Australian regulator of banks, insurers and pensions, the Australian Prudential Regulation Authority (APRA), has highlighted the viability of insurance-linked securities (ILS) and catastrophe bonds as reinsurance alternatives, saying it recognises their benefits and permits them under the calculation of insurance concentration risk charges.
It’s also a recognition by regulator the APRA, that with reinsurance markets hardened and pricing higher, looking to alternative and complementary sources of reinsurance capacity from the capital markets is likely to become increasingly appealing to insurers in the country.
The APRA explained that it, “Recognises the significant benefit that reinsurance provides to Australian insurers and policyholders. APRA is also aware that the reinsurance market has been challenged by a range of factors which include increased natural catastrophes, the war in Ukraine, and the COVID-19 pandemic. As a result, higher premiums and increased retentions are being observed.
“It is in this context that APRA is seeking to remind insurers that in addition to traditional reinsurance, APRA standards permit the use of alternative reinsurance arrangements, such as catastrophe bonds and other types of Insurance Linked Securities (ILS), in the calculation of the insurance concentration risk charge (ICRC).
“In the current reinsurance environment, insurers may wish to consider both traditional and ILS options. Insurers considering ILS options should engage with APRA early (prior to a formal approval request) to discuss their feasibility and potential impact on the insurer’s ICRC.”
The regulator noted that, under its prudential framework, traditional reinsurance solutions are generally favoured because of the reinstatement requirements for catastrophe reinsurance.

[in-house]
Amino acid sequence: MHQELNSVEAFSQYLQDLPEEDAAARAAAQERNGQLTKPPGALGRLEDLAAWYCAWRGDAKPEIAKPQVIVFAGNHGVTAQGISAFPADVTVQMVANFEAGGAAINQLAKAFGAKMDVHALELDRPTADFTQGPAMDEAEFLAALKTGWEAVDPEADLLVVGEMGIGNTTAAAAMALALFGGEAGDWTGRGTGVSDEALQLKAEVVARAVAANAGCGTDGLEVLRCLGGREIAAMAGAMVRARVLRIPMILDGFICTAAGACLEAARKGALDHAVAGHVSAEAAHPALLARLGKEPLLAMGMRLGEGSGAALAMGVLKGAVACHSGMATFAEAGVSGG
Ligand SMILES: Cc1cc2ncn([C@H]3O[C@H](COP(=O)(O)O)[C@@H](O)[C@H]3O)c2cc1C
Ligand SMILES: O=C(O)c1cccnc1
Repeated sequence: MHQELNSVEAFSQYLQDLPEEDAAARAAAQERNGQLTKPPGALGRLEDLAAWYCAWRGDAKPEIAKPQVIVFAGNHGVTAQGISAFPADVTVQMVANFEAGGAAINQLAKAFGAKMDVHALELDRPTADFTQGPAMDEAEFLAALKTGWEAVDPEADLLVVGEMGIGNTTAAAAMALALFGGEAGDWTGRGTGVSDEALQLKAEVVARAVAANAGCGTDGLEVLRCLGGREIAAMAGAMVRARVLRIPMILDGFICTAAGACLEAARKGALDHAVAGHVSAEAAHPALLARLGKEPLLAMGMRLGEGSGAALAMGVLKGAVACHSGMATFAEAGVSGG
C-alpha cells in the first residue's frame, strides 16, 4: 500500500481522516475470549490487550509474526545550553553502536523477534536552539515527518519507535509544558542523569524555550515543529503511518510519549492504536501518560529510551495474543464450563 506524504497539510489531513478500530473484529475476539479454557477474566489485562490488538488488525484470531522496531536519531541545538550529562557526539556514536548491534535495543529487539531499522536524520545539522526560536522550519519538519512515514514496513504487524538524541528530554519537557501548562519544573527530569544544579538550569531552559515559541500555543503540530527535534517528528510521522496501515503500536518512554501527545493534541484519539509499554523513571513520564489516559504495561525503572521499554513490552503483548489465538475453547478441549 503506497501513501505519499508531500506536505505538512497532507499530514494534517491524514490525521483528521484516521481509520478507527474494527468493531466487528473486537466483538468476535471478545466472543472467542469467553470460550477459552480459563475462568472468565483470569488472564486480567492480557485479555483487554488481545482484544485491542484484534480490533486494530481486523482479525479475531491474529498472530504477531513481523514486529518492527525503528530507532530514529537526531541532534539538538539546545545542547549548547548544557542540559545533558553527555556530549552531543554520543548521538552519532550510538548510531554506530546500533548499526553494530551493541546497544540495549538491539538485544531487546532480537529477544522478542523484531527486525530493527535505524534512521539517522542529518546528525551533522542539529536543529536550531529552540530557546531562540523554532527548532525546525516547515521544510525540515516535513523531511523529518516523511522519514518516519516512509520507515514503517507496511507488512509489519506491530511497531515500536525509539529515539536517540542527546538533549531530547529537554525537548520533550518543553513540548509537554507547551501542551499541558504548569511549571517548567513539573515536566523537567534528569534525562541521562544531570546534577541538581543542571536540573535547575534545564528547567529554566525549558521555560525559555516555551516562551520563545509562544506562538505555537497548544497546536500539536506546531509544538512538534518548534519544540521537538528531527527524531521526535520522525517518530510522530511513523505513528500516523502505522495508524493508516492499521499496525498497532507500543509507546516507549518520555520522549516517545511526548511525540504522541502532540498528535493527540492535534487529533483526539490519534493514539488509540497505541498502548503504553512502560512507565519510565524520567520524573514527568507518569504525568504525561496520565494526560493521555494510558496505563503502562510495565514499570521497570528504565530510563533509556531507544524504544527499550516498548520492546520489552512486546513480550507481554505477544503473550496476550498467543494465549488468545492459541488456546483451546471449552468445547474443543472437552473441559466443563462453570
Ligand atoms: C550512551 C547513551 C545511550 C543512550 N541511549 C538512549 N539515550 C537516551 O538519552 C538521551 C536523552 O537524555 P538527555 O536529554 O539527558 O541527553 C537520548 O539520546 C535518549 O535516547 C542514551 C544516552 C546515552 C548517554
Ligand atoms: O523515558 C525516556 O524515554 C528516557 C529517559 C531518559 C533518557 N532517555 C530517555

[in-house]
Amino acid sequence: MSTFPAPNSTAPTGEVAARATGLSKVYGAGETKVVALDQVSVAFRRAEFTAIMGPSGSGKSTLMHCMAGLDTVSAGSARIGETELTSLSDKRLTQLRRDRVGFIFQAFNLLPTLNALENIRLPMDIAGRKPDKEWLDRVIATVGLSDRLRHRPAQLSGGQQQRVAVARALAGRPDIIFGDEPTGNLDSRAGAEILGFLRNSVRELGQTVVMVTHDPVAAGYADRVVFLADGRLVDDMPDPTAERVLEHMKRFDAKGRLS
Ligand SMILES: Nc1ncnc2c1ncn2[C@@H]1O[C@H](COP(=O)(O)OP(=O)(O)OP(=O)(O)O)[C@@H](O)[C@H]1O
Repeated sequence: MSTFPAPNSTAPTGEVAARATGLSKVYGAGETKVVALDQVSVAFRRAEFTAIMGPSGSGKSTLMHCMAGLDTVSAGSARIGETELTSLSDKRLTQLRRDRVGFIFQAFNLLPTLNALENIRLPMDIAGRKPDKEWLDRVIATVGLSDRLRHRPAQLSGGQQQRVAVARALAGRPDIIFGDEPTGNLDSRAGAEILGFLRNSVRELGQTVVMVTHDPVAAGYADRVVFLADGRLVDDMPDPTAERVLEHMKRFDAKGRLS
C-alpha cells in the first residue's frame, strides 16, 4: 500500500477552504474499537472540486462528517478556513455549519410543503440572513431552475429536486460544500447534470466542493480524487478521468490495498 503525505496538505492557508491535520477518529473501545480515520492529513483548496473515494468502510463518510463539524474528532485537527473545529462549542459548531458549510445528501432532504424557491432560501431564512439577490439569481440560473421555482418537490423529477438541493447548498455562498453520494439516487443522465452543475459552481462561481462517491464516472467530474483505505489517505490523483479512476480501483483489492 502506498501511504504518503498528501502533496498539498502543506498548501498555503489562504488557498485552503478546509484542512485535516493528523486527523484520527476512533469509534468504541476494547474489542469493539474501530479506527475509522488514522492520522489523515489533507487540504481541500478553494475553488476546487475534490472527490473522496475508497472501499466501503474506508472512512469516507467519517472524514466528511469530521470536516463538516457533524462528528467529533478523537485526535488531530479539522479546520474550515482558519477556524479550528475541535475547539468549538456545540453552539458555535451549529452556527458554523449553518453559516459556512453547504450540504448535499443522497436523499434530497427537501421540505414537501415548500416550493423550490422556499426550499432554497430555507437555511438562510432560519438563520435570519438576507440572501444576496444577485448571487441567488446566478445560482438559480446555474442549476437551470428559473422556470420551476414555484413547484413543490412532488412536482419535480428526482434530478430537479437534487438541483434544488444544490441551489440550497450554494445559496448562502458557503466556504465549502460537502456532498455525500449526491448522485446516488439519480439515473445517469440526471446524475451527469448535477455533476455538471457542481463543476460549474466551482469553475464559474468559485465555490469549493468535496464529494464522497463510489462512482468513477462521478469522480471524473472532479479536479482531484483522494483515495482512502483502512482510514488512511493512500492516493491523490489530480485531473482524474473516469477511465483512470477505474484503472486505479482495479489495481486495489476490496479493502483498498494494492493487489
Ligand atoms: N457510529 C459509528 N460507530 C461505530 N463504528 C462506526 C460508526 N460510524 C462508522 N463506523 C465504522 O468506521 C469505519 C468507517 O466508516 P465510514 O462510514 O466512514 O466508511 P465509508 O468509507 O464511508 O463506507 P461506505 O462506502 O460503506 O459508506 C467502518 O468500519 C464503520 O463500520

Adding that, “These have predominately been the option adopted by Australian insurers. There has been little participation in Australian reinsurance by ILS markets, and the use of catastrophe bonds, which is a common form of ILS, is rare.”
But the regulator added that, “While favouring traditional reinsurance, GPS 116 does permit the use of catastrophe bonds and other forms of ILS which may not have a reinstatement. For these to be approved, the insurer must demonstrate to APRA why their use is practical and appropriate.”
Going on to say, “While traditional reinsurance arrangements will remain an integral part of an insurer’s overall reinsurance strategy, we recognise the benefit to considering a range of reinsurance solutions.
“Any ILS options, such as catastrophe bonds, will be carefully assessed by APRA to understand the impact on the ICRC. As previously noted, we encourage insurers to engage with APRA early and prior to any formal approval request when considering these.”
The Australian prudential regulator also said that in order to ensure its reinsurance requirements are fit for purpose it intends to consult with the industry, to review the reinsurance settings in the prudential framework over the course of 2023 and the first half of 2024.
With reinsurance buying having become so much more sophisticated over the last decade, it seems high-time regulatory rules surrounding the use of different forms of risk transfer and risk capital are revisited.
In particular, the need for reinstatements is perhaps onerous nowadays, when an insurer can buy a program that includes catastrophe bonds, or other ILS alternatives to reinsurance, and still have ample reinstatement protection in place for its main PML scenarios.
Regulations do not leave much room for innovation in buying and structuring risk transfer sometimes, so it is encouraging to see the APRA recognising the clear benefits of catastrophe bonds and ILS, as well as the fact its regulatory requirements may need revisiting to allow insurers the flexibility to address their protection needs using the most efficient combination of forms and structures that are available today.